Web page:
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Police finally reveal a possible motive in the Las Vegas shooting — it breaks case wide open

Stephen Paddok, the Las Vegas shooter, may have had an undiagnosed mental illness, investigators say — the first possible motive behind the shooting. (Image source: WKMG/Eric Paddock)

Ever since Stephen Paddock opened fire on 22,000 people at a country music festival on Oct. 1, investigators have been trying to piece together a profile of the killer. They may finally have a possible motive: Paddock's mental health.

What do investigators think?

Paddock was an avid gambler and traveler who didn't have big political or religious affiliations, police say. He was a very financially successful man, but police interviews have discovered that Paddock may have had a severe mental illness that went undiagnosed, according to ABC News.

People who knew or interacted with Paddock say he had a difficulty interacting with people, and was a "standoff-ish, disconnected man who had difficulty establishing and maintaining meaningful relationships," ABC reported.

One law enforcement described Paddock as having social traits similar to other mass shooters, according to Fox News. Plus, given that those close to Paddock are surprised by his actions, an untreated mental illness could explain how he carefully planned the crime while maintaining his normal life.

What does Paddock's girlfriend say?

Despite claims by those acquainted with Paddock, the mass killer's live-in girlfriend, Marilou Danley, said there was no indication that Paddock would become violent. Paddock's brother, Eric, was also surprised by his brother's actions.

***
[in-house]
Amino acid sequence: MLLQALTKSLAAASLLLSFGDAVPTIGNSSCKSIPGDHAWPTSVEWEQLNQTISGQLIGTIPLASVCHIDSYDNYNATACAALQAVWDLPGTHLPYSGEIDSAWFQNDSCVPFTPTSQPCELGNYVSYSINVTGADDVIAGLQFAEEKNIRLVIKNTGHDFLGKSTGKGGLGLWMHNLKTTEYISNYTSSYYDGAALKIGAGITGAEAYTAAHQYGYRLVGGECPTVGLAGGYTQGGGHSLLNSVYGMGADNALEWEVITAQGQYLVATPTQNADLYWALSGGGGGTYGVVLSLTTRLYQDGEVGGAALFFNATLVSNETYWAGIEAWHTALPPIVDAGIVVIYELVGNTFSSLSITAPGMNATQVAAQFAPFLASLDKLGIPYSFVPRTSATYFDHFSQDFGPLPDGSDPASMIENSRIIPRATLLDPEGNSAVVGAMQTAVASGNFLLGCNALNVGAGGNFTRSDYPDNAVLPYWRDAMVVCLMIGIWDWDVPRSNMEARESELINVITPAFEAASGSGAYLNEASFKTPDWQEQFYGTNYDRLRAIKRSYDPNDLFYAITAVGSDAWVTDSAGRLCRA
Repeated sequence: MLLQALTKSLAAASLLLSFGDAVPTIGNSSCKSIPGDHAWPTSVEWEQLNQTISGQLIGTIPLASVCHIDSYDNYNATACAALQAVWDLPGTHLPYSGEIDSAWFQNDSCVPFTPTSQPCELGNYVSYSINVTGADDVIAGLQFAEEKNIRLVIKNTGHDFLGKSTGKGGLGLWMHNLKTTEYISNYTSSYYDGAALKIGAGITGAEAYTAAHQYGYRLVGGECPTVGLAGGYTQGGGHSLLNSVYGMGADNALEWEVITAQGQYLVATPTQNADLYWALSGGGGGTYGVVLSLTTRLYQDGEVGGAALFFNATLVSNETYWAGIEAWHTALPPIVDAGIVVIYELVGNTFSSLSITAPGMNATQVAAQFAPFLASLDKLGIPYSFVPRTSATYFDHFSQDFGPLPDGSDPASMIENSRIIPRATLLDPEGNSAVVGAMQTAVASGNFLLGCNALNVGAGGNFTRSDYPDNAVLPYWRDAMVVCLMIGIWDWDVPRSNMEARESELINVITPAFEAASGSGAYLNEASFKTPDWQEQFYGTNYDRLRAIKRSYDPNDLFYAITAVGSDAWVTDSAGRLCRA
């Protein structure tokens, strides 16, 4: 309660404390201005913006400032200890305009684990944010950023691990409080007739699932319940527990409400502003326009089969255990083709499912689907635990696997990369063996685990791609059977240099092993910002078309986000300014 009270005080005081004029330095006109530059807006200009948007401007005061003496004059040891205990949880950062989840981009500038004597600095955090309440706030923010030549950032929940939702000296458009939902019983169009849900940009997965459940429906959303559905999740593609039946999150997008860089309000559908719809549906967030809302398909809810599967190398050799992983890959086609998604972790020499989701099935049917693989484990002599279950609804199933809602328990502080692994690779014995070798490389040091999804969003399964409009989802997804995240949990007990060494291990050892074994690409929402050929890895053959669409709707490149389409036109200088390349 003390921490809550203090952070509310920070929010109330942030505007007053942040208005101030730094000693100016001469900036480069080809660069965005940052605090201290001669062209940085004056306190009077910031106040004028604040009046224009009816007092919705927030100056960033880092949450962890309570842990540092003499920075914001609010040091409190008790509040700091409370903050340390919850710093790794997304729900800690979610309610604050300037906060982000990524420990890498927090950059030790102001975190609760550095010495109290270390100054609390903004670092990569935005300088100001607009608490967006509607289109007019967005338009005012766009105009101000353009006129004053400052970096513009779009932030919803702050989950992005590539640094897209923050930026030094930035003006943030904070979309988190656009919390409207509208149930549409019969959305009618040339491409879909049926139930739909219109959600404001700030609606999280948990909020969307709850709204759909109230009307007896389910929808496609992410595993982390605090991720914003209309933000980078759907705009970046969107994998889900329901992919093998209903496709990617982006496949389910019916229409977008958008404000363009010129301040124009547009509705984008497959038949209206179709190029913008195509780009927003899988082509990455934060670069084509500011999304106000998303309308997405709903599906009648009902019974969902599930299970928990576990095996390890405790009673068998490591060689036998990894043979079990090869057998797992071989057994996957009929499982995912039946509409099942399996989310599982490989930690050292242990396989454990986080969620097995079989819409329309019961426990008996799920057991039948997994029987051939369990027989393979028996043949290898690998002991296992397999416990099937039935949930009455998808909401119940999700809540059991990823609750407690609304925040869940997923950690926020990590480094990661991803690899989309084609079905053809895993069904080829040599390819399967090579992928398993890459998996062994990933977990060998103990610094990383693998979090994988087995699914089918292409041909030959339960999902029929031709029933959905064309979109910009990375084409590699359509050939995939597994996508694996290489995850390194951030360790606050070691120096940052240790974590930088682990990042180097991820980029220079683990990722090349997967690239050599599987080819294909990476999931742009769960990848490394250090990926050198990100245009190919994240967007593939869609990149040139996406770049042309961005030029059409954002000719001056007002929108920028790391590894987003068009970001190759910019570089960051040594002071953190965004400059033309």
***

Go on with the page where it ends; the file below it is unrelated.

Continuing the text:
What do others say?

It was revealed late last week that the mystery woman spotted with Paddock just days before the crime was a Las Vegas escort. According to the Daily Mail, one prostitute who had frequent encounters with Paddock said he bragged about being "born bad" and said Paddock often liked to act out "violent rape fantasies."

What does the lack of information suggest?

It's so unusual after such a massive crime to not know the perpetrator's motive, but that's the case with the Las Vegas massacre. Investigators say they've "looked at literally everything," but they still have little to go on.

Typically, killers leave behind notes, computers, cellphones — and especially today — social media postings that help investigators understand the criminal and their motive. Paddock didn't do that.

What investigators do know is that Paddock spent months, maybe even a year or more, planning out his attack. So now, in addition to asking "why" Paddock committed the crime, investigators need to ask, "why so little motive?"

However, with more knowledge of Paddock's mental state, police will likely be able to better understand what led him to commit the crime.

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